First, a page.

We care about your child’s comfort. You know your child best. We want to partner with you to help control your child’s pain. If you have questions or concerns, please let your child’s nurse know. While we may not be able to totally get rid of all your child’s pain, we can reduce it.

Pain Assessment

The first step is to assess your child’s pain using pain scales. The type of scale we use is based on your child’s age, ability to communicate and preference. The pain scale you choose is used the whole time your child is in the hospital, unless your child’s condition changes.


We work with you and your child to come up with a goal for pain control.

Making a Plan

We will use medicine and non-drug methods to control your child’s pain. We will ask you what has worked before to control your child’s pain and put that into your child’s plan of care, if we are able to. We will also teach you about other methods for pain control. Often, medicine combined with other comfort methods will give the best pain relief.

If you think your child needs pain medicine, please let your child’s nurse know. In the hospital, a doctor must order pain medicine before a nurse can give it to a patient. Your child’s nurse works with you to decide what is needed. In clinic, your child’s doctor or nurse talks with you about a pain medicine plan.

What You Can Do

You can use some simple methods to comfort and distract your child if they seem to be in pain.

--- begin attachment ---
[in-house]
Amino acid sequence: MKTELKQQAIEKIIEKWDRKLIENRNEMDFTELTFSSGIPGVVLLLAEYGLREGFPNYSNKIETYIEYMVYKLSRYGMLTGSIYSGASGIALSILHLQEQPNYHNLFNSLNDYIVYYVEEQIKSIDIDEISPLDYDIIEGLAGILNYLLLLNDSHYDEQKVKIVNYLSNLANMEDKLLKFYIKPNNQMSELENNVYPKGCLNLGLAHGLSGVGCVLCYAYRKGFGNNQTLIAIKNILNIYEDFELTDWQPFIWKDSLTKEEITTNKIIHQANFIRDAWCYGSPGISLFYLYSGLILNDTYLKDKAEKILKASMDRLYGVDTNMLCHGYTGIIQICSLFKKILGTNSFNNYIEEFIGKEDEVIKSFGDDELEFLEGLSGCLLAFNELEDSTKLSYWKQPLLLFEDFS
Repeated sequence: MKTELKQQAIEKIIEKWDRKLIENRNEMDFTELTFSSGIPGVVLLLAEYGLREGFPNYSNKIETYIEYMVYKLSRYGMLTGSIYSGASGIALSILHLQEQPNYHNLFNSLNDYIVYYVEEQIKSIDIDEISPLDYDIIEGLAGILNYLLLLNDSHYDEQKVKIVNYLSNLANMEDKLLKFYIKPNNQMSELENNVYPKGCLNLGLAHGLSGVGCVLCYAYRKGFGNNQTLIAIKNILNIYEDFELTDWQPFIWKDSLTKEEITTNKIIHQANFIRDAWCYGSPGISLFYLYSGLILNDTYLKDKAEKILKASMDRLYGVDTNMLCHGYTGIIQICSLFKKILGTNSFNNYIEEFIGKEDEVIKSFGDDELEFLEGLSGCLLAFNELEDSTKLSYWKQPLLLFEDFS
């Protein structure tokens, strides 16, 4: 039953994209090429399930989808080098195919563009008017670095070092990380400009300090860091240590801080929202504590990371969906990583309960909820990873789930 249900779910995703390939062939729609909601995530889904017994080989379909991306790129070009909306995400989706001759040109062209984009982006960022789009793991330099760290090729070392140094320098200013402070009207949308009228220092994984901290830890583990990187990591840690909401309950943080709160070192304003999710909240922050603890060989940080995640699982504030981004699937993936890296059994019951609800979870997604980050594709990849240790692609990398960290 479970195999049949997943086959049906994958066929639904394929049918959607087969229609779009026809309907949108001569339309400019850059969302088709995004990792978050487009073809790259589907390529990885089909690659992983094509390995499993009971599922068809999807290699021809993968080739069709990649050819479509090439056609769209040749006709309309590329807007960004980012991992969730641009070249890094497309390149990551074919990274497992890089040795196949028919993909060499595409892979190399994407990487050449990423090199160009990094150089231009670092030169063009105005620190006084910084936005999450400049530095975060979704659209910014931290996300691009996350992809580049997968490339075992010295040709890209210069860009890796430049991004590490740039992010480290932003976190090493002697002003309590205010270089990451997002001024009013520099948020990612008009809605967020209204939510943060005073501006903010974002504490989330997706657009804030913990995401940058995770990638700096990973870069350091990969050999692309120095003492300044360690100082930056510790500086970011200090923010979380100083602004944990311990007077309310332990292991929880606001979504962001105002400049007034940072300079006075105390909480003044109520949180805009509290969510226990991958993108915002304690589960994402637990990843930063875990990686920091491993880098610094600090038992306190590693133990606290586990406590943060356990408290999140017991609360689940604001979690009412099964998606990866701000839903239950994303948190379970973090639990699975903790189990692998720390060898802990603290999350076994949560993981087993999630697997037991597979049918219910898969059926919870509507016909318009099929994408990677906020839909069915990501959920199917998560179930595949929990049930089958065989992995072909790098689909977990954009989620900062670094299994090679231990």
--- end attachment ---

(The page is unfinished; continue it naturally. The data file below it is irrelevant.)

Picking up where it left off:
• Repositioning

  • Singing or soft music

  • Gentle stroking

  • Rocking with your child in a rocking chair

  • Swaddling

  • Holding a comfort item or blanket

  • Watching a movie

  • Reading a book

  • Other things you do at home to comfort your child

Ask about our non-drug pain control options for kids. The nurse, nursing assistant or child life specialist can help you choose the best tools and show you how to use them.

Numeric Rating Scale (NRS) 0-10

This scale is normally used for children over eight years old. We ask your child to rate their pain from no pain to the worst possible pain. Sometimes, many factors can go into choosing that number. These may include:

  • Fear

  • Concern that someone will cause more pain

  • Belief that no one believes them

  • Stress of being in the hospital

  • Being away from loved ones

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If, at any age, you think your child cannot use this scale, it is ok to use the Pain Faces Scale Revised. Let your child’s nurse know if a pain scale is not working so they can make a change. The pain scale is just a tool to help us talk with you and your child about your child’s pain.